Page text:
My Kitten is Biting and Scratching me. How to Stop it

My Kitten is Biting and Scratching me. How to Stop it


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Many people have a misconception that cats cannot be trained because they are solitary animals and like to act on their own. That's why the common scratching and biting behavior don't seem to resolve with some cat owners because they have the illusion that their cats are untrainable, so it is not worth a try.

Bite and scratch inhibition can be taught to kittens the same way you teach your puppies. Kittens are naturally very playful. When they are around 8 weeks old, part of their social development is to interact with their littermates by mock fights, mini grappling and other rough playing matches. We do not have the coat to protect our skin nor would we bite back to draw the boundry. When you start allowing your kittens to scratch or bite your hands, you are giving them a message that you are condoning their behavior and it is OK to play with you aggressively.

What can we do to stop kittens from biting and scratching us?

The trick is very simple. Do not feel obligated to engage in rough play with your kittens because you think that is part of their nature. Kittens can learn to understand what you like and find the balance to play peacefully with you. All you need to do is give them a clear message that if they continue to bite or scratch you, you will not play with them.

When you get bitten or scratched by a kitten, often time it is unintentional or accidental. Don't worry that they may be mad at you. Your kitten is just having a little too much fun. In order to reduce this kind of behavior and teach your cat to play nicely with you, you should say "No!" in a firm but calm voice, and then walk away from your kitten for a few minutes. Do not feel bad for ignoring your cat. You are simply telling your kitten that "no more play time because you just scratched me." When your kitten has composed themselves, you can go back to continue playing. However, if the aggression re-emerges, you want to use the same technique to reinforce the training. There is a point where your kitten becomes tired or uninterested in its play because of the new rule, you should call a time-out and only play again when the kitten goes back in its play mode.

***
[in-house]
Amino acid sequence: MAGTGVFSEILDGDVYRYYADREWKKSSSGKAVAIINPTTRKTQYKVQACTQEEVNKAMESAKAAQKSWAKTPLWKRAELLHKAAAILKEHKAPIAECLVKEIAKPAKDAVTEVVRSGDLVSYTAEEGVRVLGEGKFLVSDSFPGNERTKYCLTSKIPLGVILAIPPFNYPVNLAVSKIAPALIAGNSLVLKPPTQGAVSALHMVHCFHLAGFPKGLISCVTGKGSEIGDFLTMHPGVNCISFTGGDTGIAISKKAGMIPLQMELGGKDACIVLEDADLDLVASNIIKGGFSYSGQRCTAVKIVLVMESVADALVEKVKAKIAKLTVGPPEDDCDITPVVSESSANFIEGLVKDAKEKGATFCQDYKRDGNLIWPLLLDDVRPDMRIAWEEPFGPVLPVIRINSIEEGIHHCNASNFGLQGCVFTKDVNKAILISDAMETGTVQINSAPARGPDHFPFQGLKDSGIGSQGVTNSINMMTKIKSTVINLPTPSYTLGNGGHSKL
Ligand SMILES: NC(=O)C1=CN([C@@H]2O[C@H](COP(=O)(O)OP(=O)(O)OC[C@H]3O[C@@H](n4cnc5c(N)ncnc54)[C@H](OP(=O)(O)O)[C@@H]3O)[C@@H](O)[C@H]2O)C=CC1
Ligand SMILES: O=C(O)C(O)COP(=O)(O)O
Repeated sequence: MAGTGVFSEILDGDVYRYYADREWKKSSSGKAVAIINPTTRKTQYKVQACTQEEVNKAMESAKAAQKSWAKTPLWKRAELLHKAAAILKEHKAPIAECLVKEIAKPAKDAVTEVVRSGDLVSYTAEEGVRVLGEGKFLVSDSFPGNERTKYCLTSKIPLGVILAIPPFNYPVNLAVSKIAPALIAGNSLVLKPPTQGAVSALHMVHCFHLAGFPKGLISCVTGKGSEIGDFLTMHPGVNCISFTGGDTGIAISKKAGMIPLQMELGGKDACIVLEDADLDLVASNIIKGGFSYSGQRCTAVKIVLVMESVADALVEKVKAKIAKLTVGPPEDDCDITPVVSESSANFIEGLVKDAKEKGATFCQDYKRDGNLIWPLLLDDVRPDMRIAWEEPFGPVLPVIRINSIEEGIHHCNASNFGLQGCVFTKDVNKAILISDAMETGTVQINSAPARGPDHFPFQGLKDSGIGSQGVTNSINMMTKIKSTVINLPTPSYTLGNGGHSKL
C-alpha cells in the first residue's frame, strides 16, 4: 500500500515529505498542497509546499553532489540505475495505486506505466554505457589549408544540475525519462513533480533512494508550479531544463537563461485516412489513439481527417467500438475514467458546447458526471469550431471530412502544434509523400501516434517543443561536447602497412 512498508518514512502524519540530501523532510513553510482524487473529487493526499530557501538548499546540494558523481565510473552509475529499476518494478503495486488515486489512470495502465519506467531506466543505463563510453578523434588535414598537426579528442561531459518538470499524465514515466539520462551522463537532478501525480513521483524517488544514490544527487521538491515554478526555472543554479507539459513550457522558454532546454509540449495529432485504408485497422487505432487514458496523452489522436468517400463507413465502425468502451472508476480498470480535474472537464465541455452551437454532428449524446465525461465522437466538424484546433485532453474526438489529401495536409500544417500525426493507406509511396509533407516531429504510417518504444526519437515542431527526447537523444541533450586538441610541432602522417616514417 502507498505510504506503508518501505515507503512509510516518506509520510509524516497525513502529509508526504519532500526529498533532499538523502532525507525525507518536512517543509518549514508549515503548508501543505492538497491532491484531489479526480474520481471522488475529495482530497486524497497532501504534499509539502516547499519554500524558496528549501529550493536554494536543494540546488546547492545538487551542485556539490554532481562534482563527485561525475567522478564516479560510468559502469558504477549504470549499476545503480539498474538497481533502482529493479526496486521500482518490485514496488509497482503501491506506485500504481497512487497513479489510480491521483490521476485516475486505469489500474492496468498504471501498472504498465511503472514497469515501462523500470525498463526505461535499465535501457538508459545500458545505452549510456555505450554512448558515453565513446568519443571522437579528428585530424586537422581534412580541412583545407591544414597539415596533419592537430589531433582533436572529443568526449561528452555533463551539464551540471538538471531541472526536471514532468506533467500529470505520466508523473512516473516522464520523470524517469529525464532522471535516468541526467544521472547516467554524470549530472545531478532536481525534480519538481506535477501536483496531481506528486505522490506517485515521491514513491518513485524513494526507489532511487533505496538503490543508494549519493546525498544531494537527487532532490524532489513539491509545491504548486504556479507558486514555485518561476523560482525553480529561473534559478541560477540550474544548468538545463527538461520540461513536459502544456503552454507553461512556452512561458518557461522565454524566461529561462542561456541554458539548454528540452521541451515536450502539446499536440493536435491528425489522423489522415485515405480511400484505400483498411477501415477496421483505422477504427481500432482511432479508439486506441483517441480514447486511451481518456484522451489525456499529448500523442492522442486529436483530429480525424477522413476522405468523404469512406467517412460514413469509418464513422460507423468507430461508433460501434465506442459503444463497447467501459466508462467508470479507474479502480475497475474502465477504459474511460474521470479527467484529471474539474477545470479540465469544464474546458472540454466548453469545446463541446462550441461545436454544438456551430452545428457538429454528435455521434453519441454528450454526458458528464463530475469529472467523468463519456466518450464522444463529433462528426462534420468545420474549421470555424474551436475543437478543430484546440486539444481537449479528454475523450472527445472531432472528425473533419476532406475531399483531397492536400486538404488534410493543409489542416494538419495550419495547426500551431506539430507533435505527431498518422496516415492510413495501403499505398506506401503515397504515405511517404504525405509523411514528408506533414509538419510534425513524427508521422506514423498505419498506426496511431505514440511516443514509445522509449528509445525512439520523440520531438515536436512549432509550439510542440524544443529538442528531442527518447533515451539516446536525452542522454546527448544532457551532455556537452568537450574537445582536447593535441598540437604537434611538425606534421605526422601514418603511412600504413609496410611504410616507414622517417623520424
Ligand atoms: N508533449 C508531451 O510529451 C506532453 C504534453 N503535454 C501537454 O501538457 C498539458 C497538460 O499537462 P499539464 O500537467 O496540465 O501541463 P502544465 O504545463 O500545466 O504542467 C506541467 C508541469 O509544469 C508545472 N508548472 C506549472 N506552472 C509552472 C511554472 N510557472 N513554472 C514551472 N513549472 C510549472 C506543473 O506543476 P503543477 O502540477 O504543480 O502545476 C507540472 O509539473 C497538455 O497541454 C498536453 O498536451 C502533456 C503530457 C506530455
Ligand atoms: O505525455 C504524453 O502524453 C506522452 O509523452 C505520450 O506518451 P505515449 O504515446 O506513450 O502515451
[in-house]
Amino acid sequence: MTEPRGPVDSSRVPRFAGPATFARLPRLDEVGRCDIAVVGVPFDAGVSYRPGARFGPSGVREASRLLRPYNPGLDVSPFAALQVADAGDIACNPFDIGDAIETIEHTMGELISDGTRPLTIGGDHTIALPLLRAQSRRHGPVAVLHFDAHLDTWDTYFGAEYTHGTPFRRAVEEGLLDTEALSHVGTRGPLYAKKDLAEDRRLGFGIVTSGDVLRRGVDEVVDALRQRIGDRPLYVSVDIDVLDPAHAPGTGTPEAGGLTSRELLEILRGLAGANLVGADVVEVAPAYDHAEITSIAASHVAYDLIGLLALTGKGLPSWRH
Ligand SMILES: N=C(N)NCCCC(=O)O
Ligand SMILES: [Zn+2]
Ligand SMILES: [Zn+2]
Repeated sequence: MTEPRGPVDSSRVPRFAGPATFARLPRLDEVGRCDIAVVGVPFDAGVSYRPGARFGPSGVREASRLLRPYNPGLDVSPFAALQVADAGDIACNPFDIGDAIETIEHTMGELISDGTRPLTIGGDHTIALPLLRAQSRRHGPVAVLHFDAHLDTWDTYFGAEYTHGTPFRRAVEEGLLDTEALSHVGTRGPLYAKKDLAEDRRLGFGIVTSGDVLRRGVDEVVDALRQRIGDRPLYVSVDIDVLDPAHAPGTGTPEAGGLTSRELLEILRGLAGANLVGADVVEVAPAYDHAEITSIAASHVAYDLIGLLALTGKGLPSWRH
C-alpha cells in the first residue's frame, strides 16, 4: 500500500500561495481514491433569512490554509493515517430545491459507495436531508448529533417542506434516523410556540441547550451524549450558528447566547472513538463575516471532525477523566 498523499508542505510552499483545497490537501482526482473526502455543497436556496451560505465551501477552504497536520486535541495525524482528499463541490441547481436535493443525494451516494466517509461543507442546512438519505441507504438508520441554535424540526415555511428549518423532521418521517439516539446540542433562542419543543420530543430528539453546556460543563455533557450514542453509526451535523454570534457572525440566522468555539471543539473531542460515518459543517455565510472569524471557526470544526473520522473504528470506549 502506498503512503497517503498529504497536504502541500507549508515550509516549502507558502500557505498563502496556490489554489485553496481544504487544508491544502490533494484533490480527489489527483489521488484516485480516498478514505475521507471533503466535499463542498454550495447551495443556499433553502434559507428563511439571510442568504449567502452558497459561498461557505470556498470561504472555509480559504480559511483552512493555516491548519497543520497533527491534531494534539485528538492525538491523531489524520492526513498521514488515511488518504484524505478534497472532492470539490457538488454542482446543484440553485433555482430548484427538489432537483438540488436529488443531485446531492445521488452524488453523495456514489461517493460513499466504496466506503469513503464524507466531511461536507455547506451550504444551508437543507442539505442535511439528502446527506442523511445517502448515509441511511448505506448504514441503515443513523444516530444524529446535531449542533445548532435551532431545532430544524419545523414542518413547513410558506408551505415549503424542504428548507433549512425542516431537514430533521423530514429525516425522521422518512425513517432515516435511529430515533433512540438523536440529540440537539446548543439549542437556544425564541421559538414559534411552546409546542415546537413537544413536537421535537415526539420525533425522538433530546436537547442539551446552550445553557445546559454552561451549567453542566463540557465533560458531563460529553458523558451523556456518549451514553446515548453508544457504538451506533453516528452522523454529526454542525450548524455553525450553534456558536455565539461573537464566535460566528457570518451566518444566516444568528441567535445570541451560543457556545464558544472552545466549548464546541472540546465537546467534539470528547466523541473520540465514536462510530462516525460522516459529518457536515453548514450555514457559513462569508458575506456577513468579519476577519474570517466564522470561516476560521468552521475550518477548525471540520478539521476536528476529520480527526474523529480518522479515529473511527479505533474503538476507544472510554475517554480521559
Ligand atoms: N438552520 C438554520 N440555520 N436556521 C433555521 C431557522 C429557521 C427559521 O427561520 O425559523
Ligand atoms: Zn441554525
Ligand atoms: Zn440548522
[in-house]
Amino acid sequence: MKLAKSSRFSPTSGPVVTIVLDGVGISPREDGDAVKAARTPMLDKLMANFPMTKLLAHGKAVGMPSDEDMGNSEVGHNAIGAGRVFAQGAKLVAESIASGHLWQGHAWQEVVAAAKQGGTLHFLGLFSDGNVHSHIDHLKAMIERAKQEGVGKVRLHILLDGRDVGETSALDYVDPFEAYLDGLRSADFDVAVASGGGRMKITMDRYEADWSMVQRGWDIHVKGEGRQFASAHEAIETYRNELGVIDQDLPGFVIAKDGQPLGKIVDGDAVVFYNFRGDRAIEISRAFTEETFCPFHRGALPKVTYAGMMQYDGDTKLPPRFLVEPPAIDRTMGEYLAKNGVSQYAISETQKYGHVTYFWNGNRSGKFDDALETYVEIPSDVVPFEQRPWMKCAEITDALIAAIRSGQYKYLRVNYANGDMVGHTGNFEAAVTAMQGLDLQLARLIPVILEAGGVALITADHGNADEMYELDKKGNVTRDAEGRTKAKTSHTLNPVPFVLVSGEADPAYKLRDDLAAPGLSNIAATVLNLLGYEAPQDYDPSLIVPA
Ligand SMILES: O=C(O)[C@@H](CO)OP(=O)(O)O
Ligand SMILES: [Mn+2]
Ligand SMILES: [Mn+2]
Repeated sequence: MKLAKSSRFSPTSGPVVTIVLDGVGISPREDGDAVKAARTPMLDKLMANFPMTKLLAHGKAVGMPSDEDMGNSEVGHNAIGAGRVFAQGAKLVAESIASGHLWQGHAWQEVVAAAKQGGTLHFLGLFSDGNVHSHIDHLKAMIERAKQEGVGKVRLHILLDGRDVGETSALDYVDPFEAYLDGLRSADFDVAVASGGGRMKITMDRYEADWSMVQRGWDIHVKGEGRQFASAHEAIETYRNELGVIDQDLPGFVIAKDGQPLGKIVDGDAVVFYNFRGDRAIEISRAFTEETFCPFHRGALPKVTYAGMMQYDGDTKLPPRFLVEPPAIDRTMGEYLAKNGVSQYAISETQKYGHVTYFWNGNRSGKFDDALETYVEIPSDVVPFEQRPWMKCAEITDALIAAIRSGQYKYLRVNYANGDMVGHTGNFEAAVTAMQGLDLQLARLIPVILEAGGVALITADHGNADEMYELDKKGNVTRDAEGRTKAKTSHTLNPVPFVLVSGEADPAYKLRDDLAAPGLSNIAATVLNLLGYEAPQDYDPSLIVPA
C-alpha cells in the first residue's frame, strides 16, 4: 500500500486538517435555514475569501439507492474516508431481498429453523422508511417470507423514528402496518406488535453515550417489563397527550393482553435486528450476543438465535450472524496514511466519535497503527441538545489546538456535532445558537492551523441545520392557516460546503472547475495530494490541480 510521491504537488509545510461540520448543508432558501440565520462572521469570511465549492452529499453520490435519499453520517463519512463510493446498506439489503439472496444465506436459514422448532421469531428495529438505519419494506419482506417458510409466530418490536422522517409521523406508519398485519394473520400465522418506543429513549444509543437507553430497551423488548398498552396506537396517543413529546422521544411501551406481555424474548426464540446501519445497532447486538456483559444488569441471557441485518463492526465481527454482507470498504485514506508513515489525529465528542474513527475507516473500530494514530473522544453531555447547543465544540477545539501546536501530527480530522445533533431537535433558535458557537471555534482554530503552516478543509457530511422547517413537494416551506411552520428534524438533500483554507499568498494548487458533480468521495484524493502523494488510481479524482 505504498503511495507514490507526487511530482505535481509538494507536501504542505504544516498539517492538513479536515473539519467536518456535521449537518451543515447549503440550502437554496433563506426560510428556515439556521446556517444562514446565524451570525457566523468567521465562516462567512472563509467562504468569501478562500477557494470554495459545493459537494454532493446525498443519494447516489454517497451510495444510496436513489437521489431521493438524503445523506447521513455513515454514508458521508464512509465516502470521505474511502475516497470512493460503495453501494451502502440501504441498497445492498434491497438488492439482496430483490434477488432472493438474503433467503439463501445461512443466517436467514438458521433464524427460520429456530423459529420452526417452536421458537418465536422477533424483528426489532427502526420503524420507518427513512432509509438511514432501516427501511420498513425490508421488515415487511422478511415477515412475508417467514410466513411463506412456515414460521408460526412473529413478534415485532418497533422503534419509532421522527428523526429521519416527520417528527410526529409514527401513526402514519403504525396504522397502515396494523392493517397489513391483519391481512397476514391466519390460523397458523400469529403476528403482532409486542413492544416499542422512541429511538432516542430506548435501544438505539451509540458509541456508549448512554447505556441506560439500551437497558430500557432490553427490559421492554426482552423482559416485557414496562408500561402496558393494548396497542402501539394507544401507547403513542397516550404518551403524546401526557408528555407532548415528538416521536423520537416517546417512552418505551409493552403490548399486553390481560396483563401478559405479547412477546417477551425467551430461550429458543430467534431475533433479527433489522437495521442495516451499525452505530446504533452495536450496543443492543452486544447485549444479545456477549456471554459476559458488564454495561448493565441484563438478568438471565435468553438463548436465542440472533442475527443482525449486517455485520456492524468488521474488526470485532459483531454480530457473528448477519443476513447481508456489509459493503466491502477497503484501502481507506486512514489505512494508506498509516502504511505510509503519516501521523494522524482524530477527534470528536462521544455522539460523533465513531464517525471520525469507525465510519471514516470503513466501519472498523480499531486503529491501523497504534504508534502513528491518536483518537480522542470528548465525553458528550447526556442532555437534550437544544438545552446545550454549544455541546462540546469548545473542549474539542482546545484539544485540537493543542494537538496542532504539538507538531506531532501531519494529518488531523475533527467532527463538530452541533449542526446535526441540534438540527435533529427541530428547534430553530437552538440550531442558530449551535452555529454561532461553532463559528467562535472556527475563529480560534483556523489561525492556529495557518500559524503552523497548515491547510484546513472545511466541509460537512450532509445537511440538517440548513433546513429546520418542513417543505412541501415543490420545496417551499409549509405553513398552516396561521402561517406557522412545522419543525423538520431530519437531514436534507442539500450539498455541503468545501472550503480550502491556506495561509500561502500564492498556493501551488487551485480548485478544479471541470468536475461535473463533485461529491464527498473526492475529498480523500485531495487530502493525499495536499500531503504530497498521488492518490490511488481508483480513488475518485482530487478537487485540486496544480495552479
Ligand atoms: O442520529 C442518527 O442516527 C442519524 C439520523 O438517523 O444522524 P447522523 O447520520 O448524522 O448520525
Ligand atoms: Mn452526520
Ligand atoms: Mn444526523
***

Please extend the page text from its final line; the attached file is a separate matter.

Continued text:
By continuing giving your kitten attention after you are bitten or scratched, the adverse behavior will only aggravate.

Although rough play is not encouraged between you and your kitten, cats need to play aggressively sometimes because it is innate to them. What you can do is provide a few stuffed toys and scratching posts or pads for them to play with.

Another technique to train your cat to play nicely is to replace your hand with a toy that they can go wild with. When your kitten is getting aggressive with you, pull out your hand and place in a toy. Quickly they will learn that it is fun to play fight with a toy.

With combination of the 2 aforementioned techniques plus your consistancy in training, very soon you will see a dramatic change in your kitten's behavior towards you.

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